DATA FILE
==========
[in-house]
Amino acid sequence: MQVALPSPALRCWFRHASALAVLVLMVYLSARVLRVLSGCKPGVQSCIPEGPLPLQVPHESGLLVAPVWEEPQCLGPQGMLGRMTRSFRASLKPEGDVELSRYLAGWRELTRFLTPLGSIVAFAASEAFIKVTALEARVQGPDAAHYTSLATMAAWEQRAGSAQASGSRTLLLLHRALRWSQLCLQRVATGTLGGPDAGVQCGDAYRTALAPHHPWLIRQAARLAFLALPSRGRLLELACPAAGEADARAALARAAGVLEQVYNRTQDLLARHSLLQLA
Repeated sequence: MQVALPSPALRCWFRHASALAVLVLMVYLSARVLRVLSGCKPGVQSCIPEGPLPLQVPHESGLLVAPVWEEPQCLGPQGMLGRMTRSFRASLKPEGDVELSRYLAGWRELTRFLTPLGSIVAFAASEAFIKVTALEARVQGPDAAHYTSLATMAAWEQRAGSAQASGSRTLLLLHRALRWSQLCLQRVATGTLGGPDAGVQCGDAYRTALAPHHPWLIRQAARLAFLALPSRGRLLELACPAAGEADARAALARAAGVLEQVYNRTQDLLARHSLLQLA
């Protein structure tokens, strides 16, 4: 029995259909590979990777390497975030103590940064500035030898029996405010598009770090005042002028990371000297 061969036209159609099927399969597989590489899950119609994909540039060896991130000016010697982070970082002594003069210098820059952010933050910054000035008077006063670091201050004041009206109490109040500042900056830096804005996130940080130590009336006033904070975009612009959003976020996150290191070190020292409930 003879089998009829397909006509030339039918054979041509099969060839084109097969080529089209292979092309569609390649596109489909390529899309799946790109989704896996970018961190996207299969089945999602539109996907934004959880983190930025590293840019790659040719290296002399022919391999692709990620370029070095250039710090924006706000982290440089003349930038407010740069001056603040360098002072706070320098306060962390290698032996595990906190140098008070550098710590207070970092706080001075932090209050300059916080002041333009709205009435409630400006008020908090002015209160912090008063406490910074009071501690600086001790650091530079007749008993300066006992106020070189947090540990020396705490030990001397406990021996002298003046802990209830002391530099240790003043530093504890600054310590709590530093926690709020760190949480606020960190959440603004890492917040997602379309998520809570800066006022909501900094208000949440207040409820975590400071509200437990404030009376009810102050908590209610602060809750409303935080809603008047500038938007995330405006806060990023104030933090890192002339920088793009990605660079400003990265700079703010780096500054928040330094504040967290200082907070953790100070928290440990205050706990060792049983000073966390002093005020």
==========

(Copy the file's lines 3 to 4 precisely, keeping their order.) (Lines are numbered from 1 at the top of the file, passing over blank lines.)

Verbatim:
Repeated sequence: MQVALPSPALRCWFRHASALAVLVLMVYLSARVLRVLSGCKPGVQSCIPEGPLPLQVPHESGLLVAPVWEEPQCLGPQGMLGRMTRSFRASLKPEGDVELSRYLAGWRELTRFLTPLGSIVAFAASEAFIKVTALEARVQGPDAAHYTSLATMAAWEQRAGSAQASGSRTLLLLHRALRWSQLCLQRVATGTLGGPDAGVQCGDAYRTALAPHHPWLIRQAARLAFLALPSRGRLLELACPAAGEADARAALARAAGVLEQVYNRTQDLLARHSLLQLA
């Protein structure tokens, strides 16, 4: 029995259909590979990777390497975030103590940064500035030898029996405010598009770090005042002028990371000297 061969036209159609099927399969597989590489899950119609994909540039060896991130000016010697982070970082002594003069210098820059952010933050910054000035008077006063670091201050004041009206109490109040500042900056830096804005996130940080130590009336006033904070975009612009959003976020996150290191070190020292409930 003879089998009829397909006509030339039918054979041509099969060839084109097969080529089209292979092309569609390649596109489909390529899309799946790109989704896996970018961190996207299969089945999602539109996907934004959880983190930025590293840019790659040719290296002399022919391999692709990620370029070095250039710090924006706000982290440089003349930038407010740069001056603040360098002072706070320098306060962390290698032996595990906190140098008070550098710590207070970092706080001075932090209050300059916080002041333009709205009435409630400006008020908090002015209160912090008063406490910074009071501690600086001790650091530079007749008993300066006992106020070189947090540990020396705490030990001397406990021996002298003046802990209830002391530099240790003043530093504890600054310590709590530093926690709020760190949480606020960190959440603004890492917040997602379309998520809570800066006022909501900094208000949440207040409820975590400071509200437990404030009376009810102050908590209610602060809750409303935080809603008047500038938007995330405006806060990023104030933090890192002339920088793009990605660079400003990265700079703010780096500054928040330094504040967290200082907070953790100070928290440990205050706990060792049983000073966390002093005020």